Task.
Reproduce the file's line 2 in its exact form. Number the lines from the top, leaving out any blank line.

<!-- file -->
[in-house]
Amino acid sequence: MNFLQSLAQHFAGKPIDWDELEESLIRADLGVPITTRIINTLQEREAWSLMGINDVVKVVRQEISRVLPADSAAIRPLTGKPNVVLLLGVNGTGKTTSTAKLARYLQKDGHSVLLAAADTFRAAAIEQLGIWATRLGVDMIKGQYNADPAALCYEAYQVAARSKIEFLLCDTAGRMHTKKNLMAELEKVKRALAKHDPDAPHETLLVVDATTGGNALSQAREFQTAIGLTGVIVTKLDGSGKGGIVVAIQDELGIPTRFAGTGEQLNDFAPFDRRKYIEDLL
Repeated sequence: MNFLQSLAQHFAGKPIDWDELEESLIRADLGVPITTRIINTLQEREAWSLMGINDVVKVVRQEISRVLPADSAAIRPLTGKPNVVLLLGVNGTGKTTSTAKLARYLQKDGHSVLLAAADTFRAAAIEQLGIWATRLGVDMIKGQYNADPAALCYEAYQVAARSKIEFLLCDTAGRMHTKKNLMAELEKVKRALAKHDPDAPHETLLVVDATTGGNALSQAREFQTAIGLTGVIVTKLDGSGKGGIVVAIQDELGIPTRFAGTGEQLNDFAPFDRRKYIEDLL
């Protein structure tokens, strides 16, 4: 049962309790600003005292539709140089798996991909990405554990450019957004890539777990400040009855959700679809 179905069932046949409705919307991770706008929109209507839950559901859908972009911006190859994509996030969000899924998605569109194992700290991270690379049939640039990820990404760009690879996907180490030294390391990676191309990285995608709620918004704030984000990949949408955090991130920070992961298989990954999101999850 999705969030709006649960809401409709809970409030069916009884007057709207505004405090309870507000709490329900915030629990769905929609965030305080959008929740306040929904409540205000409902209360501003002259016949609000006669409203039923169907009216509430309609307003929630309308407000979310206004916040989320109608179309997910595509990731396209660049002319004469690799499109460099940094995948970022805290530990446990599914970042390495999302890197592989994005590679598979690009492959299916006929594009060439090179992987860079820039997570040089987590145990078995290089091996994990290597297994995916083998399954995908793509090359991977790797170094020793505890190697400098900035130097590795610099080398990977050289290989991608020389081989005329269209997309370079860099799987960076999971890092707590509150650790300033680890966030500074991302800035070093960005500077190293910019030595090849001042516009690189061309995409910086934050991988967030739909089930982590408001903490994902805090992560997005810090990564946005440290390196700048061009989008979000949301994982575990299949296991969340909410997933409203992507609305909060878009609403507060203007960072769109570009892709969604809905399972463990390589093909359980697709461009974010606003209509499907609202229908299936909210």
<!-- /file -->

Amino acid sequence: MNFLQSLAQHFAGKPIDWDELEESLIRADLGVPITTRIINTLQEREAWSLMGINDVVKVVRQEISRVLPADSAAIRPLTGKPNVVLLLGVNGTGKTTSTAKLARYLQKDGHSVLLAAADTFRAAAIEQLGIWATRLGVDMIKGQYNADPAALCYEAYQVAARSKIEFLLCDTAGRMHTKKNLMAELEKVKRALAKHDPDAPHETLLVVDATTGGNALSQAREFQTAIGLTGVIVTKLDGSGKGGIVVAIQDELGIPTRFAGTGEQLNDFAPFDRRKYIEDLL